The Obama administration recently announced it will begin a system-wide review of same-sex couples where the partners of U.S. citizens were denied green cards. According to USA Today, the Department of Homeland Security (DHS) said couples of the same-sex would be able to obtain a green card for their foreign spouse, just as heterosexual couples are able to do.
The DHS will review all applications filed and denied after February 23, 2011, by same-sex couples, the source reported. February 23 is when President Obama announced his administration would not defend the Defense of Marriage Act (DOMA) in court. The DHS has attempted to keep track of all green card denials based on DOMA.
Couples can also request the department to review their denied case even if the decision was made before the February 23 date, USA Today reported. As many as 36,000 gay and lesbian couples may receive a green card since the U.S. Supreme Court struck down DOMA. Although the marriage must be recognized, couples do not have to live in a state that recognizes same-sex marriages in order to be issued a green card, according to U.S. Citizenship and Immigration Services (USCIS).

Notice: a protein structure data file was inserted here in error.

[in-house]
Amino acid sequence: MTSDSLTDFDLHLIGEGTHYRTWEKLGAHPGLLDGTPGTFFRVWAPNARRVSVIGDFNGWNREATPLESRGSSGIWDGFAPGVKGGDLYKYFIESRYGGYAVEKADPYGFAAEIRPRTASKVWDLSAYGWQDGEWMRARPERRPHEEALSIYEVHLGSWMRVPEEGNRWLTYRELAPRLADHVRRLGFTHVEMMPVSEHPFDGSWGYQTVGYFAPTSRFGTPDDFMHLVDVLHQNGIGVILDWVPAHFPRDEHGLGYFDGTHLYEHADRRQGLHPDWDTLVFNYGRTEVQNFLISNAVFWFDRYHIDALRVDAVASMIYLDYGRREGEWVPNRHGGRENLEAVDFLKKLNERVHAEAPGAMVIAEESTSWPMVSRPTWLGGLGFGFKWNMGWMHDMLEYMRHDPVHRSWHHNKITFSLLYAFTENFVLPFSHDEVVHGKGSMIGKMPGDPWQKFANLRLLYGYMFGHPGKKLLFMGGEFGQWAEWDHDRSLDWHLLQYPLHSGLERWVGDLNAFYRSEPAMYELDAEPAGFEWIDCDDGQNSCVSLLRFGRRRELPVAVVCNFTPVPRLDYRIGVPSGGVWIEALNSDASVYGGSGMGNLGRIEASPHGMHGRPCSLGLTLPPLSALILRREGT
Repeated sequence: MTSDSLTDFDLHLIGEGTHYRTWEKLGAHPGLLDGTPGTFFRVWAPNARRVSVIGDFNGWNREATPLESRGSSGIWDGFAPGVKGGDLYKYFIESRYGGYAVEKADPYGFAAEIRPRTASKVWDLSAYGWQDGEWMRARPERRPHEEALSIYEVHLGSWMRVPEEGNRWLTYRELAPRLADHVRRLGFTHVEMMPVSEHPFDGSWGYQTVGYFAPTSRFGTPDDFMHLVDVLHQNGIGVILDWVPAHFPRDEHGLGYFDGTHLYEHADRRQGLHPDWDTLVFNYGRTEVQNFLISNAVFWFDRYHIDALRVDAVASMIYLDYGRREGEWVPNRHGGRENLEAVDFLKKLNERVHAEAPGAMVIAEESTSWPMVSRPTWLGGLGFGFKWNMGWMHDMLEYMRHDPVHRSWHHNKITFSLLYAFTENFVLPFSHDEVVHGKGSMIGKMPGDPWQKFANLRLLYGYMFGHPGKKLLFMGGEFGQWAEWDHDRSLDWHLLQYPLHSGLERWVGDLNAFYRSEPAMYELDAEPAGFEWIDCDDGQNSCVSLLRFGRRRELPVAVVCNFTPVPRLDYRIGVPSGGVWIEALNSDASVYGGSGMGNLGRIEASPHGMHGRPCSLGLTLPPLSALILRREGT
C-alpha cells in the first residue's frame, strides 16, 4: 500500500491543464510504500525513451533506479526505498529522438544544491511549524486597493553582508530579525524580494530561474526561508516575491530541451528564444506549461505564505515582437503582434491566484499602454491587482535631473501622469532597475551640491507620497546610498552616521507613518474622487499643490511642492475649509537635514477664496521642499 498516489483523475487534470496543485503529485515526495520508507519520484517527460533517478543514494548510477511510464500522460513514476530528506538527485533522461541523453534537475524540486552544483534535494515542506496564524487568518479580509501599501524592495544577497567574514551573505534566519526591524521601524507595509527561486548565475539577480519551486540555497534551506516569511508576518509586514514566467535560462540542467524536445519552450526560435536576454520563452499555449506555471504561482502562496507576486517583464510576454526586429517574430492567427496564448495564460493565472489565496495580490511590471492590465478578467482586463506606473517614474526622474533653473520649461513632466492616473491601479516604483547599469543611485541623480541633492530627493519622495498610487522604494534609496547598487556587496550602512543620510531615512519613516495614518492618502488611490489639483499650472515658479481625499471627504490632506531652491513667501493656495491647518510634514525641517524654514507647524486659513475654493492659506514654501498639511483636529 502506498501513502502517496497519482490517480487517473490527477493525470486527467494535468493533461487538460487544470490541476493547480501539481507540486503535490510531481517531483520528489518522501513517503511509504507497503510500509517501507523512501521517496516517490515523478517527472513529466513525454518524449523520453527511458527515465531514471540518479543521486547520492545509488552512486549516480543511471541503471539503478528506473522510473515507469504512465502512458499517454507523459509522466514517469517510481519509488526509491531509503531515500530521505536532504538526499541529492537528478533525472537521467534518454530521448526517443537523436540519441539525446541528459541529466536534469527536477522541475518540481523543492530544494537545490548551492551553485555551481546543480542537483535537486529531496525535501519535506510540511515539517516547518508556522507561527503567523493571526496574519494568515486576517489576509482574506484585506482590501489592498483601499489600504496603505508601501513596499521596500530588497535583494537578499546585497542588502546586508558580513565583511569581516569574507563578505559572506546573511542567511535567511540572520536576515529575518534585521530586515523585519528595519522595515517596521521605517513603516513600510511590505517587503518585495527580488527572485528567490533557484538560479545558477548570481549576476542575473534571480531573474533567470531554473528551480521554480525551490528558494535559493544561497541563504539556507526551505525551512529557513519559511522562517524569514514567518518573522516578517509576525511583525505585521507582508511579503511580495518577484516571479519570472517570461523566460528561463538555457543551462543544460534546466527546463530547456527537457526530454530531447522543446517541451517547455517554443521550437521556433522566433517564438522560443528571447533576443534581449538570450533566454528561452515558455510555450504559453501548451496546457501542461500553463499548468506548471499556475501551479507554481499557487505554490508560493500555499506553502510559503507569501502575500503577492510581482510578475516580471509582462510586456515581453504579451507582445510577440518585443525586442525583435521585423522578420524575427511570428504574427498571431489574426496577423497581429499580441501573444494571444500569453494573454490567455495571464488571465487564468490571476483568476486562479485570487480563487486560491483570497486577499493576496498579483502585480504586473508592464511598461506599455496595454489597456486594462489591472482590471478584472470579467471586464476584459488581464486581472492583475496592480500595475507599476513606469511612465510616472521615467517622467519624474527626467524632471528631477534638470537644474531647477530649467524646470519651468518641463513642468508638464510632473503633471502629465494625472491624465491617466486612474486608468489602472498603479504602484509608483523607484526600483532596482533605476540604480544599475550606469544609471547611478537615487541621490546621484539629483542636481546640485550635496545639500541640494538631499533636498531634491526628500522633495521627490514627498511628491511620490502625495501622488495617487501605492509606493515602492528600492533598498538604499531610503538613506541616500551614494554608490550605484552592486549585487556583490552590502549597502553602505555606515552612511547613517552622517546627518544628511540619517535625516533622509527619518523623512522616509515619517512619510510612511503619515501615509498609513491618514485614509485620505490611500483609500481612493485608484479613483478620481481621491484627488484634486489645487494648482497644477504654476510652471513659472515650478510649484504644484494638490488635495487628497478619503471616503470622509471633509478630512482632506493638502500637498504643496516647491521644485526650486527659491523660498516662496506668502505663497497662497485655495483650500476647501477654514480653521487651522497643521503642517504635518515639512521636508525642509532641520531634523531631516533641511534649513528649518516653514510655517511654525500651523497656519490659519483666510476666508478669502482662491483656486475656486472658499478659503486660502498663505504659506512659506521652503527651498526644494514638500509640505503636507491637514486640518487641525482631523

New guidelines for married same-sex couples trying to obtain a green card were issued July 26 by USCIS. The regulations will allow U.S. citizens to bring partners they’re engaged to into the country before their scheduled marriages.
If a citizen or permanent resident wants to bring their fiancé he or she I-129F. Same-sex couples can also reduce the residence period required for naturalization under the new guidelines, similar to opposite-sex marriages.
“As long as all other immigration requirements are met,” the guidelines stated. “A same-sex engagement may allow your fiancée to enter the United States for marriage.”